In the mid to late nineteenth century, politicians in Peru began to increasingly focus on railroad building as a tool for their country's development. Though the railroads had physical significance in their transportation capabilities, they also symbolized the hopes elite Peruvians had of transforming their country. They hoped to use railroads for Peru to better its global standing, appear more “civilized” in the eyes of the world, and bring modernity to rural indigenous communities that were previously difficult to reach. Despite the high hopes politicians had for their railways, however, this railroad system also presented an opportunity for the British to further extend their control into Latin America. Though Peru had gained independence years earlier, the British vision of imperialism and expansion meant that they sought to gain as much economic control in Peru as possible, particularly through railroad construction. Ultimately, railroad building in Peru sheds light on both the complexities of Peruvian nationhood and the issues associated with the neocolonialism of this era.
A Disconnection Analysis of the Hippocampal Formation’s Role in Working Memory...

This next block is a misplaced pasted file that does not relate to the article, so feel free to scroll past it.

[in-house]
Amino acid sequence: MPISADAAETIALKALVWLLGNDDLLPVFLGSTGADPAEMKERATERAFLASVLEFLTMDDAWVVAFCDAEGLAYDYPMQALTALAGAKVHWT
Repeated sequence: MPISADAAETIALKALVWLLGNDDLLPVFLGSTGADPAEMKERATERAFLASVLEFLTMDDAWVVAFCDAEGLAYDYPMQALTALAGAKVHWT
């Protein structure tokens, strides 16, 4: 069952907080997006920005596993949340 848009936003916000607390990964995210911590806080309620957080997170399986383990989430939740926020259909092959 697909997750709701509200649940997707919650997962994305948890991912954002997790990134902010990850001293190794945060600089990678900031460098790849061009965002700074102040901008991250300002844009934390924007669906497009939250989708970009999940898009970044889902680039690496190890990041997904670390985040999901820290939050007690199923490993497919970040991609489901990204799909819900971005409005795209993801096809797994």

Although the hippocampal formation has been established as an essential structure for learning and memory, its contribution to working memory remains controversial. Here, we aimed to elucidate the role of the hippocampal formation, fimbria-fornix, and entorhinal cortex in working memory using a disconnection model in rats. After reaching criterion on a Delayed-Non- Matching-to-Position (DNMTP) task in an operant chamber, rats were randomly assigned to one of five surgical groups: (1) bilateral fimbria-fornix transection (BFFx); (2) bilateral entorhinal cortex lesion (BECx); (3) unilateral entorhinal cortex + contralateral fimbria-fornix transection lesion (ECxFFx); (4) unilateral entorhinal cortex lesion + contralateral dorsal psalterium and fimbria-fornix transection (ECxDPx); (5) sham craniotomy (SC). Post-operative behavioral testing began after a 6-12 day recovery period and continued until 64 daily sessions were completed. DNMTP performance was observed to be delay-dependent, confirming its ability to measure mnemonic function. All four lesion groups demonstrated working memory impairment in early post-operative testing. The BECx, ECxFFx, and ECxDPx groups showed recovery to levels of sham animals within three weeks of testing. The BFFx group resulted in a permanent working memory deficit that was significant across the twelve weeks of testing. A right side bias, a type of perseverative behavior, was present during periods of otherwise impaired performance in all three groups that were subjected to fimbria-fornix transection. Histological analysis confirmed lesion placement, and histochemical staining indicated lesion-induced acetylcholinesterase-containing sprouting, a measure of cholinergic septodentate sprouting, in hemispheres with an ablated entorhinal cortex. The pattern of behavioral recovery suggested the septohippocampal pathway might be essential for normal working memory function and the recovery of function following injury.